Dementias have been recognized for more than 2 millennia and attributed to many causes, but by the mid-20th century, dementia had become nearly synonymous with cerebrovascular insufficiency. By the end of the century, Alzheimer disease (AD) took the center stage, relegating vascular causes to the sidelines even though they might involve up to 70% of dementia cases.1 Despite more than 2000 studies, all AD-specific treatment options have failed. Meanwhile, growing evidence suggests that some dementia cases could be prevented by enhancing healthy lifestyles and controlling vascular risk factors. Vascular cognitive impairment, which ranges from the brain-at-risk stage to dementia, represents an important, potentially preventable part of the growing dementia challenge in the aging worldwide population. Now that evidence for vascular contributions to dementia has become incontestable, the dementia field is slowly moving back toward vascular causes; however, many answers likely lie in their interaction with neurodegeneration. It is important to ensure that the pendulum does not swing too far back.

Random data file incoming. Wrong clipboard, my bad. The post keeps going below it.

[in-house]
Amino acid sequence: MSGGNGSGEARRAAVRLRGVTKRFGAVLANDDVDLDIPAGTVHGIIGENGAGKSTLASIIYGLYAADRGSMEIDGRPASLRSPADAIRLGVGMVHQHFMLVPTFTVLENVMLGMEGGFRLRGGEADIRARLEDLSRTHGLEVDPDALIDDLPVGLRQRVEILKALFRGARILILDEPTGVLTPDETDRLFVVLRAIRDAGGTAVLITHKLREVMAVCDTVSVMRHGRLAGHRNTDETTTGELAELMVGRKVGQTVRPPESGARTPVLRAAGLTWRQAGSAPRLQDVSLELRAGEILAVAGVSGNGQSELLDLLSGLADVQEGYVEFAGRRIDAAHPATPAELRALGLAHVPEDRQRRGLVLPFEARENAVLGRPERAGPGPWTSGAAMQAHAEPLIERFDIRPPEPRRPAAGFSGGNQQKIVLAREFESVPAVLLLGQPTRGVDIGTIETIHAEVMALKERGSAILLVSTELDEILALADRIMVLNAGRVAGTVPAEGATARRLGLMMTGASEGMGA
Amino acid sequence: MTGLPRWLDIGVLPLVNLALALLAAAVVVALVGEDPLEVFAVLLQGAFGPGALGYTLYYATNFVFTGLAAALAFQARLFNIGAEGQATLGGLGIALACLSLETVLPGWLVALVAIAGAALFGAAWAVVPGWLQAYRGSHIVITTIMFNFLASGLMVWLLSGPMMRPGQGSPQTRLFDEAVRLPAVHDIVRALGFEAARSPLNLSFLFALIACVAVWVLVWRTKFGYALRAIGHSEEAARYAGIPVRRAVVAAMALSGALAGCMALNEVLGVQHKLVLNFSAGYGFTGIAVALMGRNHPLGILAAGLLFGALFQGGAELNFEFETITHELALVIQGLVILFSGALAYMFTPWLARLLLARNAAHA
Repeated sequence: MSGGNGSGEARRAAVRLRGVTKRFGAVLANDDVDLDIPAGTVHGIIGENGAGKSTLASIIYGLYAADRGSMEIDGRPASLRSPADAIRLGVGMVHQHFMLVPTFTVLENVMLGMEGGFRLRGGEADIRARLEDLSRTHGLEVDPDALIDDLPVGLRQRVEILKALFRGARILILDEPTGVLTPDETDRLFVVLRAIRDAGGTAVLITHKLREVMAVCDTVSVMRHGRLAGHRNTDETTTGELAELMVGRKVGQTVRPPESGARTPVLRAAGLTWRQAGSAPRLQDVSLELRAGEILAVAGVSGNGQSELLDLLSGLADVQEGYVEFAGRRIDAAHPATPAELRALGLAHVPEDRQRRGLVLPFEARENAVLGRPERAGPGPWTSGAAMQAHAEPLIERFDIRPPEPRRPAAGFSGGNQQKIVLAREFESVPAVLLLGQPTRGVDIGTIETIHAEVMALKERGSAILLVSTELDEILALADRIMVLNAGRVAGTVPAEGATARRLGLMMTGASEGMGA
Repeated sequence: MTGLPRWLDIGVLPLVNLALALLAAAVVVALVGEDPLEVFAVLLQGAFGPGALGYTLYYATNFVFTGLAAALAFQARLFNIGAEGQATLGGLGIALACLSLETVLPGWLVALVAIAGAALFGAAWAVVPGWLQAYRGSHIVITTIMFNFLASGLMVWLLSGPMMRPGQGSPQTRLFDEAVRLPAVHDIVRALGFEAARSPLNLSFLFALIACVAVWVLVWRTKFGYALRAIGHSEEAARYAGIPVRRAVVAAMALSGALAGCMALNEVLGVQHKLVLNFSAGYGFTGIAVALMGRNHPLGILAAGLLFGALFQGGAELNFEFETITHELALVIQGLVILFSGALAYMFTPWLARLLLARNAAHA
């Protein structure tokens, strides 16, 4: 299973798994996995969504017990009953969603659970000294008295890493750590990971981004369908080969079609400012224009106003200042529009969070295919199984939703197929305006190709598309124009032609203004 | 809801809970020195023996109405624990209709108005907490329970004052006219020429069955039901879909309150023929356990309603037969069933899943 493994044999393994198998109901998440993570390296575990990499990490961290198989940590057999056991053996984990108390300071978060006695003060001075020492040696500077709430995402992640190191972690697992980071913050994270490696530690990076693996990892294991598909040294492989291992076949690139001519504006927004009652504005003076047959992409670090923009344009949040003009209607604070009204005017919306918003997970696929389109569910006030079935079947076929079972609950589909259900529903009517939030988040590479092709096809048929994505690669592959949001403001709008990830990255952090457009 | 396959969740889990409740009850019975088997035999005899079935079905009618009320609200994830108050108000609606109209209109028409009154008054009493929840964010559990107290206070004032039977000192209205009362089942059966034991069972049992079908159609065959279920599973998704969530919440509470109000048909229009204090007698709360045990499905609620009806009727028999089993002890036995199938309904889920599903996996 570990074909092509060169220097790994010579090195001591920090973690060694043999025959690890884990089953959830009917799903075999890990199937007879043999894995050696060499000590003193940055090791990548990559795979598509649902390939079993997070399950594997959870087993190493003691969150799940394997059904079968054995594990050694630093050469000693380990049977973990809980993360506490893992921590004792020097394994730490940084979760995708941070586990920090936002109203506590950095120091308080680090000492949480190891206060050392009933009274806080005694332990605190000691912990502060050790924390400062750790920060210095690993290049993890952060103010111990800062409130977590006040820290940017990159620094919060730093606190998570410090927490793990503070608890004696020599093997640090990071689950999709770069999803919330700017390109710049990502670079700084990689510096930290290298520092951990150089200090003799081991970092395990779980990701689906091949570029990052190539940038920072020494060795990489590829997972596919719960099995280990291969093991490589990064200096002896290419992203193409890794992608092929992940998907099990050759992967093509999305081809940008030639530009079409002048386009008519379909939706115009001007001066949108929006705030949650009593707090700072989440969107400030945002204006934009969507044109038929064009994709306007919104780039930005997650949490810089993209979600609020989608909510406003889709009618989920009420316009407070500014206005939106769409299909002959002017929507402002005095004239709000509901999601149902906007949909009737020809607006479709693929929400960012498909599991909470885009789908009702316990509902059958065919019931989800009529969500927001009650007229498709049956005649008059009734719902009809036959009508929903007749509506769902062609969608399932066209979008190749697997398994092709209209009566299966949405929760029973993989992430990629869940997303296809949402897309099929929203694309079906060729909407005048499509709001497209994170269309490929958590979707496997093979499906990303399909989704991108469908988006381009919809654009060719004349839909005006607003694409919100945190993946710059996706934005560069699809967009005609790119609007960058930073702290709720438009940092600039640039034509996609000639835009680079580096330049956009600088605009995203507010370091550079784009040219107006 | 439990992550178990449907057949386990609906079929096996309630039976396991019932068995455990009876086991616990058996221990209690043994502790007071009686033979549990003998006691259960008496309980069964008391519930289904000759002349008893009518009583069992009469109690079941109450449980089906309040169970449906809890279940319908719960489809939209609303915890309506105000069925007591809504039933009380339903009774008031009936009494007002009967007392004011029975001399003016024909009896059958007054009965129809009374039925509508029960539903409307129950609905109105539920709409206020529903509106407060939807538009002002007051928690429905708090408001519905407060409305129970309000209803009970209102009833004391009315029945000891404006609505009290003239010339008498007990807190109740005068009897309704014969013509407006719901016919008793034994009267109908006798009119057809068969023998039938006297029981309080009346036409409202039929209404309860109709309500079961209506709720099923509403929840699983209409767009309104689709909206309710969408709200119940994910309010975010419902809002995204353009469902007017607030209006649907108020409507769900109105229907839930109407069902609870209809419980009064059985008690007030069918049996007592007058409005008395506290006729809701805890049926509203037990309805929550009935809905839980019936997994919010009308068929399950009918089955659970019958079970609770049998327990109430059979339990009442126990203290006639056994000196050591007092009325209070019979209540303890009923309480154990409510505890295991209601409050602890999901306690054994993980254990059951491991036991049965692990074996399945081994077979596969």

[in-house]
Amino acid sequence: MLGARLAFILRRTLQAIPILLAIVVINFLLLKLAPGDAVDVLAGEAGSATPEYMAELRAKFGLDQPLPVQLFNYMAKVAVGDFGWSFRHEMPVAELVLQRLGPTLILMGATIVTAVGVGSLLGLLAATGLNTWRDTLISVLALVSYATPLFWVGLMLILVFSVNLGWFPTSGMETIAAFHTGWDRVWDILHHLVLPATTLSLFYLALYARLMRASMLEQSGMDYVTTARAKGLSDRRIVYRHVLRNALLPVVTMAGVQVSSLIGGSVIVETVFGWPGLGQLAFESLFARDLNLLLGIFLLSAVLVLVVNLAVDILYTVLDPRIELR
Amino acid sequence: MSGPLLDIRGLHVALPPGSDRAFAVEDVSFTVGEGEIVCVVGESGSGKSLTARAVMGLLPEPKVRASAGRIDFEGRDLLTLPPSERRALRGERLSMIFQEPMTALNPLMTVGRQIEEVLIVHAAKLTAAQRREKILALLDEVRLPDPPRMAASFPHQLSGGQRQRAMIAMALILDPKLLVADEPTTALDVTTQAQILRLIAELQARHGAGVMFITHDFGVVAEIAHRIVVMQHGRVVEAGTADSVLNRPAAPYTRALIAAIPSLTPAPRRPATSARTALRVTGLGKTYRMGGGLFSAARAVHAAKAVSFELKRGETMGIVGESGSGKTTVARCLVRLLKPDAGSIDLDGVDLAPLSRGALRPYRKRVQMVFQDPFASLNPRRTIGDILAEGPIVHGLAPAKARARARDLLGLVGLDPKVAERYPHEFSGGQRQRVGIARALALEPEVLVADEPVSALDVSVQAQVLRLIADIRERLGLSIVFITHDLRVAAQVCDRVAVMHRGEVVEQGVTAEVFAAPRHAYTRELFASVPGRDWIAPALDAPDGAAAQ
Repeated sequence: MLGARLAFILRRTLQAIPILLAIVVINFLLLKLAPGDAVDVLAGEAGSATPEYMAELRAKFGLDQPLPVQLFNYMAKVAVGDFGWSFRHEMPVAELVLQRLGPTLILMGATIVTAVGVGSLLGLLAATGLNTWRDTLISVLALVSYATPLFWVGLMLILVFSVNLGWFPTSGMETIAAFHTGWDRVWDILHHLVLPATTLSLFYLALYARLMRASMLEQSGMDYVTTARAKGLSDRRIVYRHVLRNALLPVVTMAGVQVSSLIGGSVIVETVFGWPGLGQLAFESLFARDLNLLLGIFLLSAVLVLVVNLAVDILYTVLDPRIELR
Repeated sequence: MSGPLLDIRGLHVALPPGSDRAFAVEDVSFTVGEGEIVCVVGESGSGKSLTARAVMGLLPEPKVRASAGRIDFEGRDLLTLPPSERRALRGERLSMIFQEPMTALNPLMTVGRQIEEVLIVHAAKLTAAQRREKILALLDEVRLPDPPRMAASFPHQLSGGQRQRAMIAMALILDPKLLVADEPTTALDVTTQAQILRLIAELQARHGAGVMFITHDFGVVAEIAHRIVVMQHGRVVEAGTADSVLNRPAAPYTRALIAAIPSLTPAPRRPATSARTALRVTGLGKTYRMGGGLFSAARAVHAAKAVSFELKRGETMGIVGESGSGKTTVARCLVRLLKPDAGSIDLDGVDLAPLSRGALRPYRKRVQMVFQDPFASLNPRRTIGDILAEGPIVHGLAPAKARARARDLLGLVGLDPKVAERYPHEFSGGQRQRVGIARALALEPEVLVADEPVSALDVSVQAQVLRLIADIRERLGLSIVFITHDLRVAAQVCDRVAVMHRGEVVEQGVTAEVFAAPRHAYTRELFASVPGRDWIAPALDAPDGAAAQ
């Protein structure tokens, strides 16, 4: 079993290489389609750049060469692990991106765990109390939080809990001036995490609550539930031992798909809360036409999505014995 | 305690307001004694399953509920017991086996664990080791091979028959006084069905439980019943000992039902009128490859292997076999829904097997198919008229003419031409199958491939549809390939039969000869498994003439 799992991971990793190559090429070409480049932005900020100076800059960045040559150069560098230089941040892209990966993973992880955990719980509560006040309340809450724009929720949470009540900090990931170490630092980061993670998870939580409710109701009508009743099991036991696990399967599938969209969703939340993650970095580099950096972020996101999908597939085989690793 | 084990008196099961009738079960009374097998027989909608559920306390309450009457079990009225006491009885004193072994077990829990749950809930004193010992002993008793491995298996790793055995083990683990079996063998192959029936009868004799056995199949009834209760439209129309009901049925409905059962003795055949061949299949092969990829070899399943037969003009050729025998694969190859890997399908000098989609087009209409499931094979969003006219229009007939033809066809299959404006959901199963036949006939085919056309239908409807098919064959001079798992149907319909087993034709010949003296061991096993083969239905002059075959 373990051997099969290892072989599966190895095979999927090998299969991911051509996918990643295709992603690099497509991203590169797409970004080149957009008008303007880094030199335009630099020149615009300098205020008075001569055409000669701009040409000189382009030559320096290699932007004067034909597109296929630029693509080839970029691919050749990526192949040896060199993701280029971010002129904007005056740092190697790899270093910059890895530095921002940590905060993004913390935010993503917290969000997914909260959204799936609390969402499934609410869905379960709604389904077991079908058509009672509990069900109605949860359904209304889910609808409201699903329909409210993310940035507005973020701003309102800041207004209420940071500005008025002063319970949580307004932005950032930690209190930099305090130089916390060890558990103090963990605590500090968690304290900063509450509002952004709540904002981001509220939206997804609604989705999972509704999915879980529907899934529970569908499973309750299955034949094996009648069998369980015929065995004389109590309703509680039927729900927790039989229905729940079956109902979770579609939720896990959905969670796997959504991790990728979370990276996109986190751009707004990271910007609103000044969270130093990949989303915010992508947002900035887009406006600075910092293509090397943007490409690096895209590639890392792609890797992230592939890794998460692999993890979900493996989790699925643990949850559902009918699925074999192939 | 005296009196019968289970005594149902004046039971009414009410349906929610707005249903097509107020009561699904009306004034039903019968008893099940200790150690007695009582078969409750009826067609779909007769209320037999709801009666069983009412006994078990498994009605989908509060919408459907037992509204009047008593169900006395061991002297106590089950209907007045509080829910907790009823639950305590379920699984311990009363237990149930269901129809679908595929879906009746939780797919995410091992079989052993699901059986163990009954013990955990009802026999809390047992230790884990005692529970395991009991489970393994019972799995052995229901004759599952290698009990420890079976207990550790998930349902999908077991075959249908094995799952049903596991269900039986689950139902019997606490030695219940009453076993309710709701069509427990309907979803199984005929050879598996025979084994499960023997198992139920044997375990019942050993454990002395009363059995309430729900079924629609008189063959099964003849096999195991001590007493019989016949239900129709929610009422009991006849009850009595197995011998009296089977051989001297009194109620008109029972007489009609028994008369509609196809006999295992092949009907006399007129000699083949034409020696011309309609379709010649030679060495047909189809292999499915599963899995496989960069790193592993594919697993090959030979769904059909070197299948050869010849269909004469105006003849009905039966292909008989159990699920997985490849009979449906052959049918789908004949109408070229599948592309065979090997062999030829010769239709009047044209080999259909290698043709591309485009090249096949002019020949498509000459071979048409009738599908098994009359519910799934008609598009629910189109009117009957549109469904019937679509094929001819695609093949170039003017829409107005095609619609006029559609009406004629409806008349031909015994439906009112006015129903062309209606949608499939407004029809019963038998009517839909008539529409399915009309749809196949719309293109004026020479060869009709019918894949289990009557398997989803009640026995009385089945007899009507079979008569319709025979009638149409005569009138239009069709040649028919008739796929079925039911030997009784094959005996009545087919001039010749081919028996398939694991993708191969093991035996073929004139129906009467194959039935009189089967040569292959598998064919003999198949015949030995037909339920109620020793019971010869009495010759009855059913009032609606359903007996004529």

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Vargas-González J, Hachinski V. Insidious Cerebrovascular Disease—The Uncool Iceberg. JAMA Neurol. 2020;77(2):155–156. doi:10.1001/jamaneurol.2019.3933
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